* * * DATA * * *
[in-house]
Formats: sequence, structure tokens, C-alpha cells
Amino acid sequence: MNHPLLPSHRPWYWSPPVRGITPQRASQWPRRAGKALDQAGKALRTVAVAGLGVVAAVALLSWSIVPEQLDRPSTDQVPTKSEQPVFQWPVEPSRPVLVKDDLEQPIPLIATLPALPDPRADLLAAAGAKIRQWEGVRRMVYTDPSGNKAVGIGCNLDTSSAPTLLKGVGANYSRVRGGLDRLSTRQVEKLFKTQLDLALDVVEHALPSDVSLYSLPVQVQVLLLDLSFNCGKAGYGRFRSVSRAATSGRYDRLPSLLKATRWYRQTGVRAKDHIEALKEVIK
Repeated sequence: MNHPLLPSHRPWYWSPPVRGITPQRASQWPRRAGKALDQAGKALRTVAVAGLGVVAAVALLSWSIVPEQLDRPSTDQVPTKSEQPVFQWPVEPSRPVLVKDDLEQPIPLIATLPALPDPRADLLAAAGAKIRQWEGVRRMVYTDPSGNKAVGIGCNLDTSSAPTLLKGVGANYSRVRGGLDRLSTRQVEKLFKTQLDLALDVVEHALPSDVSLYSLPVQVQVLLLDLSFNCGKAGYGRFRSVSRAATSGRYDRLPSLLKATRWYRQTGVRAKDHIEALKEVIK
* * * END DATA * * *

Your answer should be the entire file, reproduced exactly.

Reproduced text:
[in-house]
Formats: sequence, structure tokens, C-alpha cells
Amino acid sequence: MNHPLLPSHRPWYWSPPVRGITPQRASQWPRRAGKALDQAGKALRTVAVAGLGVVAAVALLSWSIVPEQLDRPSTDQVPTKSEQPVFQWPVEPSRPVLVKDDLEQPIPLIATLPALPDPRADLLAAAGAKIRQWEGVRRMVYTDPSGNKAVGIGCNLDTSSAPTLLKGVGANYSRVRGGLDRLSTRQVEKLFKTQLDLALDVVEHALPSDVSLYSLPVQVQVLLLDLSFNCGKAGYGRFRSVSRAATSGRYDRLPSLLKATRWYRQTGVRAKDHIEALKEVIK
Repeated sequence: MNHPLLPSHRPWYWSPPVRGITPQRASQWPRRAGKALDQAGKALRTVAVAGLGVVAAVALLSWSIVPEQLDRPSTDQVPTKSEQPVFQWPVEPSRPVLVKDDLEQPIPLIATLPALPDPRADLLAAAGAKIRQWEGVRRMVYTDPSGNKAVGIGCNLDTSSAPTLLKGVGANYSRVRGGLDRLSTRQVEKLFKTQLDLALDVVEHALPSDVSLYSLPVQVQVLLLDLSFNCGKAGYGRFRSVSRAATSGRYDRLPSLLKATRWYRQTGVRAKDHIEALKEVIK